The division estimates it killed at least several thousand militia members.

Gen. Dempsey designed "Iron Saber" based on four pillars: massive combat power; information operations to discredit Sheik al-Sadr; rebuilding the Iraqi security forces that fled; and beginning civil affairs operations as quickly as possible, including paying Iraqis to repair damaged public buildings.

"As soon as we finished military operations, we immediately began civil-military operations," said Gen. Hertling. "We crossed over from bullets to money."

Only time will tell if Sadr has been truly defanged -- and it's worth pointing out that his armed resistance appears to have caused a steady increase in public support for him. Still, Sadr's decision to try to attain power through legal rather than extralegal means seems a pretty powerful argument for the virtues of more troops.

posted by Dan at 01:19 PM | Comments (39) | Trackbacks (0)

Thank you, Fareed Zakaria

The New Republic has a special issue this week devoted to the question of "Were We Wrong?" -- ruminations, defenses, or mea culpas by supporters of Gulf War II in the wake of the past year's events. Contributors include John McCain, Kenneth Pollack, Fouad Ajami, Anne Applebaum, Thomas Friedman, Joseph Biden, and Paul Berman.

As someone who's engaging in a similar cognitive exercise, Fareed Zakaria's contribution is the one that most closely approximates my own position. I may differ with Zakaria on big-think international relations questions, but he is right on target in his dissection of the ins and outs of Iraq. The highlights:

I did not believe Saddam had a lethal arsenal of chemical, biological, and nuclear weapons, and I wrote as much in the months before the war (though, like everyone who is being honest, I am utterly astonished by what appears to be the lack of any weapons). But Saddam was an erratic, unpredictable leader who had been actively working against the United States and its interests--and peace in the region--for two decades. That meant he was a looming threat. Given the collapsing sanctions regime, at some point the United States would have to decide to move in one direction or the other. It could either welcome Saddam back into the community of nations and let him do what he would as a free agent. Or it could gather an international coalition to replace him. I wish that this latter policy had been pursued slowly and deliberately, with a genuine effort to forge a broad coalition and get the United Nations behind it. But, in the end, you have to decide whether to support the policy the president is pursuing--not the variation of it you wish he were pursuing. And I decided that, while timing and circumstances were not perfect, getting rid of one of the most ghastly regimes in the world, one that was a continued threat to U.S. interests, was worth supporting. Morality and realpolitik came together in the case against Saddam....

The biggest mistake I made on Iraq was to believe that the Bush administration would want to get Iraq right more than it wanted to prove its own prejudices right. I knew the administration went into Iraq with some crackpot ideas, but I also believed that, above all else, it would want success on the ground. I reasoned that it would drop its pet theories once it was clear they were not working. I still don't understand why the Bush team proved so self-defeatingly stubborn. Perhaps its initial success in Afghanistan emboldened it to move forward unconstrained. Perhaps its prejudices about Iraq had developed over decades and were deeply held. Perhaps the administration was far more divided and dysfunctional than I had recognized, making rational policy impossible.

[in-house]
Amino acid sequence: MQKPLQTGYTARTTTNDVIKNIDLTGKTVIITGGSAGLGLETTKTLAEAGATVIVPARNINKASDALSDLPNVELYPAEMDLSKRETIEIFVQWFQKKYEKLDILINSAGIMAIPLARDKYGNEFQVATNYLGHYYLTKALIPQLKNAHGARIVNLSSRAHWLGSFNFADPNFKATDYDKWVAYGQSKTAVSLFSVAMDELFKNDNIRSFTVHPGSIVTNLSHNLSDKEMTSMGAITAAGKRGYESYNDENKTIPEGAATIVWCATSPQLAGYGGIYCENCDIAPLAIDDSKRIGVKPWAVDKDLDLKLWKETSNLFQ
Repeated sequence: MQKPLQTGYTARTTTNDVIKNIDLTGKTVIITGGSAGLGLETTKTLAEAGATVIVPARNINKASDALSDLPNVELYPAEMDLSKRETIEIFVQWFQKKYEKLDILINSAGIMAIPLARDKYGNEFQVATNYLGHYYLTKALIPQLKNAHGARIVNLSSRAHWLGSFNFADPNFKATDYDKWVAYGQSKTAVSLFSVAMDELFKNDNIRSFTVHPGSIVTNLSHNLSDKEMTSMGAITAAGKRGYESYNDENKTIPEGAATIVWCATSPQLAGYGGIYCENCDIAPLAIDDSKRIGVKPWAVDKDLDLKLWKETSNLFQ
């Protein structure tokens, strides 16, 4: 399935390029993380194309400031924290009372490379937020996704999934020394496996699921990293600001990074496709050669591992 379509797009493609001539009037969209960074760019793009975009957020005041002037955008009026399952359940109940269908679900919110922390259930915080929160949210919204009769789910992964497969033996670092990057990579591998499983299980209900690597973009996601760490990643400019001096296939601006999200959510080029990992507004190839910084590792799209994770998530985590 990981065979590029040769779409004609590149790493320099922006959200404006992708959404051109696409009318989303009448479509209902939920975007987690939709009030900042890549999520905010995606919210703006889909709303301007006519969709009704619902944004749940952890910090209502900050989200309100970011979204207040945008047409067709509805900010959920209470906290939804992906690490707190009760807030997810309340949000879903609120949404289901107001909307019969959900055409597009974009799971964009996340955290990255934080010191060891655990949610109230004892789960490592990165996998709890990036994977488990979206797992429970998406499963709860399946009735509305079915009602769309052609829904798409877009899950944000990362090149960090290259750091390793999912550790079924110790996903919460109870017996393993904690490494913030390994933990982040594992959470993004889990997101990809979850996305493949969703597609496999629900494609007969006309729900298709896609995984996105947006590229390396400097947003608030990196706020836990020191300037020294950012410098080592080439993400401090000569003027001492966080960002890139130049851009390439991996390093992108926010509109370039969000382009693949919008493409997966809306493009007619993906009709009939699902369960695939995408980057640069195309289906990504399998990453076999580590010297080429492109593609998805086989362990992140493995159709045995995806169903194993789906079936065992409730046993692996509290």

But, since we are listing mistakes, the biggest one many opponents of the war are making is to claim that Iraq is a total distraction from the war on terrorism. In fact, Iraq is central to that conflict. I don't mean this in the deceptive and dishonest sense that many in the Bush administration have claimed. There is no connection between Saddam's regime and the terrorists of September 11. But there is a deep connection between his regime and the terrorism of September 11. The root causes of Islamic terrorism lie in the dysfunctional politics of the Middle East, where failure and repression have produced fundamentalism and violence. Political Islam grew in stature as a mystical alternative to the wretched reality--secular dictatorships--that have dominated the Arab world. A new Iraq provides an opportunity to break this perverse cycle. The country is unlikely to become a liberal democracy any time soon. But it might turn out to be a pluralistic state that gives minorities limited protections, allows for some political participation, and has a reasonably open society. That would be a revolution in the Arab world.

The right lesson of Iraq so far is not that nation-building must fail, but rather that President Bush's approach to it, unless corrected, will fail. The right lesson is not that U.S. military intervention always ruptures alliances and creates an enraged international public, but rather that this particular intervention did. Most important, it is not that American power aggressively employed does more harm than good. Rather, the right lesson is that American power, because it is so overweening, must be used with extraordinary care and wisdom. Most of the world's problems--from aids to the Israeli-Palestinian issue--would be better served with more American intervention, not less. But, because of the blunders in Iraq, it is possible that most of the world, and far too many Americans, will draw the wrong lesson on this final point as well.